The Eagle Blog

While the Cat is Away

Well … this cat is heading away for a week’s vacation and I am not planning to do any blogging during that time.

Heading on vacation raises the issue that all managers, (and business owners), have when they are going to be away. How will my people react? There are various reactions that are possible. Will they self-regulate and be as productive as usual? Will they take the opportunity to “goof off” and relax a bit because the boss isn’t around? Will they take the opportunity to demonstrate that they can be very productive, without the boss around?

My experience in all my years in business is that people typically take advantage of the situation to slack off a bit.

Obviously it would be fantastic if they were to just grab the opportunity and demonstrate their ability to be productive even when no-one is watching. The benefit that they get is a higher level of trust, and the likelihood that management will give even more autonomy, but that is rare.

It will be interesting to see how productive the company has been when we get back … but for now I’m looking forward to sun, sand and relaxation! See you in a week!


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4 thoughts on “While the Cat is Away

  1. I think when the cats away we run into the Push and Paws. I tend to work harder for longer streches because I want to self regulate and I really like my job (the work part not the job part) At the same time I pause for longer periods. I chat up my coworkers and take a come up for air breath. In my place of work the boss has even institued “stay at home” days where we work remote. On these days most of use get more done because we push and pause at our own rate.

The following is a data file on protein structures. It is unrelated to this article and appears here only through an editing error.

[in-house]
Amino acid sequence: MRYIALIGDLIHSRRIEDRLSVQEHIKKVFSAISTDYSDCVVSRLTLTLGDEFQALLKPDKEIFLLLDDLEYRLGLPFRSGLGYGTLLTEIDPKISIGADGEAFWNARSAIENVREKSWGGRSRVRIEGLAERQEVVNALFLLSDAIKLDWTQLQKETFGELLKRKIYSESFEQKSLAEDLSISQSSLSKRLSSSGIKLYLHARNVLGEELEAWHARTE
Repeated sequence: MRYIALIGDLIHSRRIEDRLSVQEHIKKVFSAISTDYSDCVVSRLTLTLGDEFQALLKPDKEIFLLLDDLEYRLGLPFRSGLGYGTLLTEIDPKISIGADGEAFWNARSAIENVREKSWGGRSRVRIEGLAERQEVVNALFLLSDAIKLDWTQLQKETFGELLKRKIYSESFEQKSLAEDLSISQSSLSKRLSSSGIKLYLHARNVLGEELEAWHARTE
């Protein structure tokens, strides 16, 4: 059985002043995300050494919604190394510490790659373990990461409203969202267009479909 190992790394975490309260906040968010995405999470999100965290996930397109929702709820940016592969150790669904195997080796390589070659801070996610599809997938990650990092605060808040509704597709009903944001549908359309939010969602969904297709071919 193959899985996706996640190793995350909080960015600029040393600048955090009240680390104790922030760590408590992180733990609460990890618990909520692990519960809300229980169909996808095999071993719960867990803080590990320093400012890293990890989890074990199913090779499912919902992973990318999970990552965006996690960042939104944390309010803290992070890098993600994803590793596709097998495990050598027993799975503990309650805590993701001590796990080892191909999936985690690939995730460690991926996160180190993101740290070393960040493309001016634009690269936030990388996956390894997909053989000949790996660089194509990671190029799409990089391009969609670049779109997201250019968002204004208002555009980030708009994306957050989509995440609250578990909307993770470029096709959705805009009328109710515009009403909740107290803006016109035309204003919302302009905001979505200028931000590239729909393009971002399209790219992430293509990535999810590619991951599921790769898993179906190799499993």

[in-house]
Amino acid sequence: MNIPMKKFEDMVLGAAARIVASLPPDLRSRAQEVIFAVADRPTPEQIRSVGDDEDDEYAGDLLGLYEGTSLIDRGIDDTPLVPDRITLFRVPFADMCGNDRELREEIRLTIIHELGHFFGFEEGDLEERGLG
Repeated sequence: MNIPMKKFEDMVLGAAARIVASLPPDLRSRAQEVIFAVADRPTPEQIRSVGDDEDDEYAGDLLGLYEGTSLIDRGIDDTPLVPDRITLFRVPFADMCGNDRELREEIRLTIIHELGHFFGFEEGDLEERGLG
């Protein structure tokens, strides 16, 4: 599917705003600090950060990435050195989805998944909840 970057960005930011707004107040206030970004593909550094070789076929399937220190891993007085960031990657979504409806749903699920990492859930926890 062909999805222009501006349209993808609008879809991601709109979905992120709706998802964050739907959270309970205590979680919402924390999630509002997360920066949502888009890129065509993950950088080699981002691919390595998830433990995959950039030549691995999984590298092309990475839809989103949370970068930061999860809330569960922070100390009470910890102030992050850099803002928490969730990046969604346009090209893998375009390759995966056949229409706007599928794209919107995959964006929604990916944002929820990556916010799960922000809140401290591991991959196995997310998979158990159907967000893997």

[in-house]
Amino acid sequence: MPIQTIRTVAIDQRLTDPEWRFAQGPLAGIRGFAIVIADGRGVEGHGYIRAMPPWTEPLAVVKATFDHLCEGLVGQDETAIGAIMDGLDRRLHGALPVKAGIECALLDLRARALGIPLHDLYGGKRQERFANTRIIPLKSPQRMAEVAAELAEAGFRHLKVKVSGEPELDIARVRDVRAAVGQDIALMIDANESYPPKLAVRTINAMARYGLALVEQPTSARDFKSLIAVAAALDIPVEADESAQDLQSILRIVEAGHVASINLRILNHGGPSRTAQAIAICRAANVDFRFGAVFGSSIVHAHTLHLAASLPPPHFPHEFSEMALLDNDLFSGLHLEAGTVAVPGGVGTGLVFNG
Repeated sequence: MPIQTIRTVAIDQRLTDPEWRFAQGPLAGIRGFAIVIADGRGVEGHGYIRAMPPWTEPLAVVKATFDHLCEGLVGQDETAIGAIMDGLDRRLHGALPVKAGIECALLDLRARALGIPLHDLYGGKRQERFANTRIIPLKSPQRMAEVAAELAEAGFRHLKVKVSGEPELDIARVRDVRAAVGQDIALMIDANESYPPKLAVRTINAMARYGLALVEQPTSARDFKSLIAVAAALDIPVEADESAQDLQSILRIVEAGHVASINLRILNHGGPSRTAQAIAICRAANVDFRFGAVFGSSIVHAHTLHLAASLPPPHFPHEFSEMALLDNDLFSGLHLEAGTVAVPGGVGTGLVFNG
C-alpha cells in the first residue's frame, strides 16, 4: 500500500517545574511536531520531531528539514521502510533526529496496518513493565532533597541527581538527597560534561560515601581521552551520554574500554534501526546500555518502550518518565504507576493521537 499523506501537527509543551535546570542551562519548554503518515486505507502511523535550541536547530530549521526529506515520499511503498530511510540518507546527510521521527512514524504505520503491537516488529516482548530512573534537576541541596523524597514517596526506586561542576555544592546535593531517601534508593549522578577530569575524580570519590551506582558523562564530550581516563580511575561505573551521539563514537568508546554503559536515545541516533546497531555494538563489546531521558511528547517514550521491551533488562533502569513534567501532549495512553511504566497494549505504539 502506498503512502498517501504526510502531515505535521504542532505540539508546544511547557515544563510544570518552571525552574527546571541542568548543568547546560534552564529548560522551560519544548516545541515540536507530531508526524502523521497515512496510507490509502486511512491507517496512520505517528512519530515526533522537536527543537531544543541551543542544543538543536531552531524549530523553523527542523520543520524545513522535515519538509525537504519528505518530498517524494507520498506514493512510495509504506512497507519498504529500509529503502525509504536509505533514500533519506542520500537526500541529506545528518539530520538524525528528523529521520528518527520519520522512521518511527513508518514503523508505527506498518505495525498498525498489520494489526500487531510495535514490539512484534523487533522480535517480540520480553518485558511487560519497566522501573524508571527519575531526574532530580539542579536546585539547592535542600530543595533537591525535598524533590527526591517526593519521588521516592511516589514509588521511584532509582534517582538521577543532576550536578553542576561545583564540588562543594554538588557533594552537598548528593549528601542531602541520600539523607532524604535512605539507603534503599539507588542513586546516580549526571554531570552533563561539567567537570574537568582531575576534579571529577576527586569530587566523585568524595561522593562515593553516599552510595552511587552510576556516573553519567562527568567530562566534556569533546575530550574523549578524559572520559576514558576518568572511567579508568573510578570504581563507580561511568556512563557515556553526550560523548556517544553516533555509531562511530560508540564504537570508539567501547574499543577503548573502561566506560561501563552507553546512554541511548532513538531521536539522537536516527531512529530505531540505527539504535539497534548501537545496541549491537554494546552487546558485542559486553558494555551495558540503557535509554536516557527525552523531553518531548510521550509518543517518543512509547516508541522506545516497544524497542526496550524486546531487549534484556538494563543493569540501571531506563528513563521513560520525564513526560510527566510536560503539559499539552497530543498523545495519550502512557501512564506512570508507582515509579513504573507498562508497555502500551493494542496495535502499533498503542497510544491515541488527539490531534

Mearly in the chair head down does not mean working to 100%

    I guess what is important is the question, “will the culture I’ve built sustain my absence” If you’re gone for a week and you employees slack off (and you can only judge this based on their results not their chair time) then think of it not as disloyalty, but as a team building retreat that they all went on. Except you stayed in the “camp”. On the whole a much better deal were I the one going to the sun.

  2. I think when the cats away we run into the Push and Paws. I tend to work harder for longer streches because I want to self regulate and I really like my job (the work part not the job part) At the same time I pause for longer periods. I chat up my coworkers and take a come up for air breath. In my place of work the boss has even institued “stay at home” days where we work remote. On these days most of use get more done because we push and pause at our own rate.
    Mearly in the chair head down does not mean working to 100%

    I guess what is important is the question, “will the culture I’ve built sustain my absence” If you’re gone for a week and you employees slack off (and you can only judge this based on their results not their chair time) then think of it not as disloyalty, but as a team building retreat that they all went on. Except you stayed in the “camp”. On the whole a much better deal were I the one going to the sun.

  3. I’m a big fan of measuring people by their outputs rather than the amount of hours they spend in the office.

    Having said that there are expectations in any company for employees to be actually at work.

    As for the employees enjoying a break while the boss is “in the sun”, I think the time for employees, or bosses, to take a break is when they are on vacation … not when someone else is on vacation.

  4. I’m a big fan of measuring people by their outputs rather than the amount of hours they spend in the office.

    Having said that there are expectations in any company for employees to be actually at work.

    As for the employees enjoying a break while the boss is “in the sun”, I think the time for employees, or bosses, to take a break is when they are on vacation … not when someone else is on vacation.

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